Last Thursday, my dad collapsed at home following complications after recent cancer surgery. I rang an ambulance, and he didn’t argue. This is quite a big deal. He’s a stoic, former soldier, prison officer and police service employee. Our upbringing has been pretty clear; you ring 999 if you’re at risk of death, not before.
Given his circumstances, the call handler assigned us as Priority 1 and told us an ambulance would be with us within 14 minutes unless they were diverted. As it was, we waited for 45, but frankly, it didn’t matter. Help had arrived.
“…we don’t drink on shift because we’re too busy to find a toilet!”
In my dad’s tiny front room on a day when the temperature was 33 degrees, I stood and watched helplessly. The paramedics stuck ECG pads onto him, tried and failed to administer IV morphine due to difficulty finding helpful veins, and got him to breathe in Entonox. Both dripping sweat in thick twill uniforms, they declined offers of water because “we don’t drink on shift because we’re too busy to find a toilet!”.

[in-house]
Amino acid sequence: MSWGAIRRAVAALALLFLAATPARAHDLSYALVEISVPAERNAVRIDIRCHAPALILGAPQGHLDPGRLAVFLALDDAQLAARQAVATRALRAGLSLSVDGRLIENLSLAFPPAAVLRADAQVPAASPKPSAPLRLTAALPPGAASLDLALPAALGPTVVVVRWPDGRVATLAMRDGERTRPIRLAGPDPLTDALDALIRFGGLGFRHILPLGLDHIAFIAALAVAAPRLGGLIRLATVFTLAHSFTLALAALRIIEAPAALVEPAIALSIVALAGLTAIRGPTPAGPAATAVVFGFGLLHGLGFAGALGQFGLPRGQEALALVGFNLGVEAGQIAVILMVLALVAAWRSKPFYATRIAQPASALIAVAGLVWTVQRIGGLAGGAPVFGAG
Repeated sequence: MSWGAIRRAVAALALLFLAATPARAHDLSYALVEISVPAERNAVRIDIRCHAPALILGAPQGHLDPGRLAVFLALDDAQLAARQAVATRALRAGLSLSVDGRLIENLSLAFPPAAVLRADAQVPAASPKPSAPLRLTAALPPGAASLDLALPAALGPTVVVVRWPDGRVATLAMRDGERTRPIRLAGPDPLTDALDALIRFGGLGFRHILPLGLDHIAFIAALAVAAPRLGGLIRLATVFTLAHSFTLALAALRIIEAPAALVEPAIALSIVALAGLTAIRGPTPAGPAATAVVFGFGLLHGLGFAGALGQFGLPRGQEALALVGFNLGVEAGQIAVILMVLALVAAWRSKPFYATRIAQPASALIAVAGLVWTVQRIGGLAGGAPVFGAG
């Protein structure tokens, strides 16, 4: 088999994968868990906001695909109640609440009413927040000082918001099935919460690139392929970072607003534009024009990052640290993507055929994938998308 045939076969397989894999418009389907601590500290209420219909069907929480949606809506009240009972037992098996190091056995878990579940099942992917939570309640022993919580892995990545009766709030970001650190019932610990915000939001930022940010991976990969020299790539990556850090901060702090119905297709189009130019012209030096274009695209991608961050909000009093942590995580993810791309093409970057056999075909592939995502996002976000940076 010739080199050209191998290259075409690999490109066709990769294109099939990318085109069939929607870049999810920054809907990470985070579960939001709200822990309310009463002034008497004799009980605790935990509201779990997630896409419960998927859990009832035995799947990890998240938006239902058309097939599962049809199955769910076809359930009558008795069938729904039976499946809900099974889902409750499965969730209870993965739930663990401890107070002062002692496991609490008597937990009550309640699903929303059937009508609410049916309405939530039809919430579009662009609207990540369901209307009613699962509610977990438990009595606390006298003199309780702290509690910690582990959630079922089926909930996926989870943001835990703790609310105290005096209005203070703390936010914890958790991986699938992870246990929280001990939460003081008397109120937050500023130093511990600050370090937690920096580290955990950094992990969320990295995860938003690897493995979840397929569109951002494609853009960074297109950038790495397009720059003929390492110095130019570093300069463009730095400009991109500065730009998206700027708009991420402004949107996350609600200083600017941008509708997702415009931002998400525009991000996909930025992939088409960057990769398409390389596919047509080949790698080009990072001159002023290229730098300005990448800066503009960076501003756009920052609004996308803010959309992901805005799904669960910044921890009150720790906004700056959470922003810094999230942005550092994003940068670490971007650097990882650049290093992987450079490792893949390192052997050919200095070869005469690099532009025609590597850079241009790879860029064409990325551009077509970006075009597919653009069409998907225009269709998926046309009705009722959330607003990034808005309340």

Soon it was blue lights on, and we were bouncing around in the back of the ambulance, sweat running down backs with the paramedic forcing open a roof hatch to let some air in while rummaging around in cubby holes for paperwork and oral morphine syringes. Loudly reassuring dad, “we’ll get you there, fella; just over that big roundabout now, not far!”
Even if the NHS wasn’t in crisis mode after decades of underfunding, after two years of a pandemic and a backlog of cases, this is a desperately hard job in desperate conditions. The people that do these jobs are incredibly resourceful, physically and mentally strong. Brave.
I sat there, holding dad’s shoulder and biting my lip to stop myself from bawling while I thought about what a culture we have where criticism of these services, free to the public, is bandied about in the media and on local gossip forums.
Dad came home yesterday. It gave me great delight to tell him that I was returning the compliment some 30 years after he last grounded me, presumably about something to do with boys, lavishly applied amateur make-up or cheap cider. Grounded till Friday and only then to the newsagent.
Once again, our incredible NHS, still free at the point of need, have picked this man up, restored him and put him back on his feet. I’m indebted. I always will be.
If we can ease some of the financial pressures on the country’s public sector workers by making affordable mortgages available to them, then I will have repaid at least some of it.
CEO, Bevan Money